I have wanted to visit New Guinea since my first semester of graduate school at the University of Kentucky in 1973, when Professor Phillip Drucker assigned this culture area to me for his ethnology class. Reading all the classic ethnographies of the island, including those of Margaret Mead, Gregory Bateson and others, thrilled my budding anthropological mind and planted the seed of a bucket list experience.
Forty-three years later I found myself on a cramped Quantas flight to Brisbane with nine fellow Road Scholars and a tour guide, toting a carefully packed bag weighing less than the 22-pound limit for the small planes that would carry us across vast expanses of jungle.
From Port Moresby, the capital of Papua New Guinea (PNG), we flew to Mt. Hagen, the principal city of the Highlands, then boarded a jeep for the lovely Rondon Ridge Lodge overlooking a deep valley. Like all the lodges we stayed at, the lobby was filled with tantalizing artifacts we couldn't buy because of the weight restrictions.
PNG is one of the least urbanized countries of the world, with more than 80 percent of the population practicing subsistence farming. In the Highlands the staple crop is sweet potatoes.
Outside of towns, people live in thatch-roofed houses with vents for indoor cooking fires. Walls are made of woven reeds.
Our first local guide, Michael Wandau, took us to his homestead, where his six-year-old daughter was beautifully dressed in the traditional finery of the Melpa people, and his wife demonstrated the weaving of bilum bags, the ubiquitous carry-all. The wife had covered herself with dried leaves to camouflage her modern clothes.
In Mt. Hagan, a large modern apartment building was under construction.
Performance art (sing-sing) is highly developed in PNG. Several reenactments of historical events, ceremonies and dances were staged for our benefit. Most of the ceremonies are still part of the culture but performed at different times. One of the most extraordinary was the Mudmen performance, relating the famous story of the tribe that frightened away enemies who had stolen their land, by covering their bodies with mud and scary masks to appear as ghosts of the ancestors.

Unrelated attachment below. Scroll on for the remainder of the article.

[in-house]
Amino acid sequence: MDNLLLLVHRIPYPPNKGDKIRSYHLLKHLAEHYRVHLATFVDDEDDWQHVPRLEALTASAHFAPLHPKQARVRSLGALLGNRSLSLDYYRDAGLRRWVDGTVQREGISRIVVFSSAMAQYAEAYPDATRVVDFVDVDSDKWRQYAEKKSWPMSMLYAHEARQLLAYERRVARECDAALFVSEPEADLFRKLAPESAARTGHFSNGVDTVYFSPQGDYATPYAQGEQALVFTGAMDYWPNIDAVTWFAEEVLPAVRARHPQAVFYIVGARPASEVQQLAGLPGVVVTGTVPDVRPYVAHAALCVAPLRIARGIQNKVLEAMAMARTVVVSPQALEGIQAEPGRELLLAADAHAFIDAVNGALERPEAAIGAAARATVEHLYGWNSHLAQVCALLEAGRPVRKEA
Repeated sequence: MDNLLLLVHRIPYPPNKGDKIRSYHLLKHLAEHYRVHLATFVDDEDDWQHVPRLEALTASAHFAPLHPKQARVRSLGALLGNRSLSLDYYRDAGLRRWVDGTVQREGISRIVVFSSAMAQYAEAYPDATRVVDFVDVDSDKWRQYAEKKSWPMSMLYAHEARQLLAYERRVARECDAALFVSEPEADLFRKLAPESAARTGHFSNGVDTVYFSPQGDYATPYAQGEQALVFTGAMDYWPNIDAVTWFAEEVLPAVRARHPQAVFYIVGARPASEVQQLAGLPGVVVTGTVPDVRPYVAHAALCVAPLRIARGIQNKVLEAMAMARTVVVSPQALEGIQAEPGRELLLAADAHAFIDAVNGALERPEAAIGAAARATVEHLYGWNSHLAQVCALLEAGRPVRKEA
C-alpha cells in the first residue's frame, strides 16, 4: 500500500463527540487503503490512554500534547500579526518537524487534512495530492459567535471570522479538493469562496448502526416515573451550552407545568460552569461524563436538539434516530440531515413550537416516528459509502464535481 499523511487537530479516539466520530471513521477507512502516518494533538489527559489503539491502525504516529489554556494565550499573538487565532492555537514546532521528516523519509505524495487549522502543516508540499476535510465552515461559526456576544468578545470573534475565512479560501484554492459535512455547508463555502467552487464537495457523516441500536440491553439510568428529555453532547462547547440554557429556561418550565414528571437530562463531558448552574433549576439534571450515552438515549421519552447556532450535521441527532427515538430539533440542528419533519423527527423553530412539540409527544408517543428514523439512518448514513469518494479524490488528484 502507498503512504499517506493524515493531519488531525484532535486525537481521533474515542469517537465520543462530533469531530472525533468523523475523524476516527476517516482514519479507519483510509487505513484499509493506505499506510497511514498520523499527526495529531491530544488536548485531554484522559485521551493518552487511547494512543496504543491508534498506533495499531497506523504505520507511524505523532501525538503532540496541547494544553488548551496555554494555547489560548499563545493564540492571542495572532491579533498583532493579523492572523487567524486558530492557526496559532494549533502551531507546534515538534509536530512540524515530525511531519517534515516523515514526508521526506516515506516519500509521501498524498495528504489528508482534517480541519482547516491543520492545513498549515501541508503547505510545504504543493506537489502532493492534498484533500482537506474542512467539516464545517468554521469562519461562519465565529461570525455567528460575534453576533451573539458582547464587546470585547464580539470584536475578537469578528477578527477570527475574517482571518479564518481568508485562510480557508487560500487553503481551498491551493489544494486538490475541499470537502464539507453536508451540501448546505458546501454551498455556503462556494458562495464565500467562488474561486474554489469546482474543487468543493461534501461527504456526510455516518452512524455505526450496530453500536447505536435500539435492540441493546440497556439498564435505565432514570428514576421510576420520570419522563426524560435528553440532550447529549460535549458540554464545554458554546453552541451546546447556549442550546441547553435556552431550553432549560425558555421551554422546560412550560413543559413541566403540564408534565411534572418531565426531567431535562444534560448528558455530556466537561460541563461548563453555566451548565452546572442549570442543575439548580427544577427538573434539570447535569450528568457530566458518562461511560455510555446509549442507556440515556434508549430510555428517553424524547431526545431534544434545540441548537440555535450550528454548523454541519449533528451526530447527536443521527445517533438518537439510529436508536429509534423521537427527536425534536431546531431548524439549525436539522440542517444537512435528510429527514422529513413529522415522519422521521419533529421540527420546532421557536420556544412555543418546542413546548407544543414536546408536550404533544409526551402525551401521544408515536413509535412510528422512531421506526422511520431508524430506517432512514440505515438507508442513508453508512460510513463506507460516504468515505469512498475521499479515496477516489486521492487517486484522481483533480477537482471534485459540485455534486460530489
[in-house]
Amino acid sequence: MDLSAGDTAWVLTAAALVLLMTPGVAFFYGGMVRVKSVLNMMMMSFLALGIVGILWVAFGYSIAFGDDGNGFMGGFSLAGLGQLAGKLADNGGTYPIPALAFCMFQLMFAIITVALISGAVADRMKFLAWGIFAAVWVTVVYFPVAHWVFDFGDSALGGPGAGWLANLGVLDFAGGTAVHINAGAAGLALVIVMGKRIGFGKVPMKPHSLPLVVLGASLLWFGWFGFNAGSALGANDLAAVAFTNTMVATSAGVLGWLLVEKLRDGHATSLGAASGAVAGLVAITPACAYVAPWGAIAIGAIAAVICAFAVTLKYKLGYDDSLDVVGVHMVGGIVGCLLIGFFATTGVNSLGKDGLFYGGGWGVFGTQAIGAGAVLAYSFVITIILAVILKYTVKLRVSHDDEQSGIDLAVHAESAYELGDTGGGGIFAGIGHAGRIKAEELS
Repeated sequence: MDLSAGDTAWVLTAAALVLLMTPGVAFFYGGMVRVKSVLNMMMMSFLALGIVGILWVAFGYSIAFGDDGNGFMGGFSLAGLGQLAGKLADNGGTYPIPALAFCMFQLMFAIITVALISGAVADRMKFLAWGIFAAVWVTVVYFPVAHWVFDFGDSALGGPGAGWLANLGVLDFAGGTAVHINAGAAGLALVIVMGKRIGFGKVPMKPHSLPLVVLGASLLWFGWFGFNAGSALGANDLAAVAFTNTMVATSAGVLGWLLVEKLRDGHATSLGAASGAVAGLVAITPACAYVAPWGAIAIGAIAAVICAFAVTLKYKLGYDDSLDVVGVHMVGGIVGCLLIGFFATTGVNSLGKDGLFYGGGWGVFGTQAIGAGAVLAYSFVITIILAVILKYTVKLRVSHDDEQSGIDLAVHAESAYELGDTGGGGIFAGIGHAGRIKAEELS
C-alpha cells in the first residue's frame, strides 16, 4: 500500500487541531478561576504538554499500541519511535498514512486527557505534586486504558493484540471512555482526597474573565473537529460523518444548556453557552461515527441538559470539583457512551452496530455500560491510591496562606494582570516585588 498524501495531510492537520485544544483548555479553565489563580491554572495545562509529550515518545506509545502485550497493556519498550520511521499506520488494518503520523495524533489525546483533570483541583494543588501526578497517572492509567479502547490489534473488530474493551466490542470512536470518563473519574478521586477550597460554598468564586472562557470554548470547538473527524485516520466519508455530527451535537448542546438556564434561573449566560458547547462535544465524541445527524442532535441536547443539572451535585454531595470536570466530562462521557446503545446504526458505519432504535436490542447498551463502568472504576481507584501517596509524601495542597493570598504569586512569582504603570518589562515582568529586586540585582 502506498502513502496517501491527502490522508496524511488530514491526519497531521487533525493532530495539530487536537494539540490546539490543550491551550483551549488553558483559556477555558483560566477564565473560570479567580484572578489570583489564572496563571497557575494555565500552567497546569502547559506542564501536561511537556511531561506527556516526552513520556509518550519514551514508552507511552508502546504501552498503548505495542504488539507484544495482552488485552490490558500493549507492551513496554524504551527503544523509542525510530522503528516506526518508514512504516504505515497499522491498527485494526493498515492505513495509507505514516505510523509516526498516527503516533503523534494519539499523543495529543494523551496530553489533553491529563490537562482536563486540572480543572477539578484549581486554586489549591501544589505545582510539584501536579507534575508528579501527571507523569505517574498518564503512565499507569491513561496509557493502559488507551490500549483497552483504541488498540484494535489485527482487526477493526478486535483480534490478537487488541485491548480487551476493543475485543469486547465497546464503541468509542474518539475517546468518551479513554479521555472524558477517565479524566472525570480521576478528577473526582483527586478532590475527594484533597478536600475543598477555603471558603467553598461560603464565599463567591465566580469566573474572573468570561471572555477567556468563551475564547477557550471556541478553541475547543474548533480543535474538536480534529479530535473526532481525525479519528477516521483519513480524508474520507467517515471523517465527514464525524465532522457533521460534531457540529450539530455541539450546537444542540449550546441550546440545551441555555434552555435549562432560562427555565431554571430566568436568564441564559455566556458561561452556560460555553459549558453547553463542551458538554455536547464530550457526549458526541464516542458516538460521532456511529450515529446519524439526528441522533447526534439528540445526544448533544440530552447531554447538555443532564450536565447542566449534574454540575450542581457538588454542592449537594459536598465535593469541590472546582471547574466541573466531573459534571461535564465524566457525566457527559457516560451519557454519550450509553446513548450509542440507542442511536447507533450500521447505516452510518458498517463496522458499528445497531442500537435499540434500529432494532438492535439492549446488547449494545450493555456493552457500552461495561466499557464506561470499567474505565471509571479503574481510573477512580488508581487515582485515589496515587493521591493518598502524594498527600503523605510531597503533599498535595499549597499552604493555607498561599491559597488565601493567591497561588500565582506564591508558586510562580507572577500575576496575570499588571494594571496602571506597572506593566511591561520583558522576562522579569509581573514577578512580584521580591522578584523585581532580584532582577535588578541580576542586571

We spent four days on the Sepik Spirit, a small cruise ship built in 1989 to resemble a traditional spirit house.
Day trips to villages were made in jet boats.
Our next stop, Karawari Lodge, was also built like a Haus Tambaran (spirit house), with every piece of furniture a work of art.
A Catholic chapel welcomes the faithful for Mass once a month by a visiting priest. Most citizens are Christian, although animism and ancestor worship are also practiced.
A cassowary bone dagger doubles as a secret money pouch.
Pigs are everywhere. People invest their savings in pigs instead of bank accounts. Marriages are sealed through a bride price typically involving 30 pigs and 100 Kina.
At Ambua Lodge, located at 7000 feet in the Southern Highlands, we stayed in separate cottages surrounded by lovely gardens.
Tucked among the garden plots are the family graves, build to resemble houses.
A family is happy to let us take their picture. We were told by our guides that we could take photos anywhere and of anyone we wished, without asking permission. People say "Thank You" after being photographed. It is not impolite to stare at others in PNG society.
Inside a home with cooking fire tended by the boys' grandfather.
Boys at a men's house eat sweet potatoes cooked with hot stones in an underground pit. Our guide said about 40 percent of adults still live in separate men's houses and women's houses. Those who live in family houses are those who earn wages or "live on money."
Our group were seasoned world travelers who had been to many places. One member commented "I'm glad we caught them mid-culture," that is, only partially modernized.
The Parliament House in Port Moresby, built to resemble a spirit house.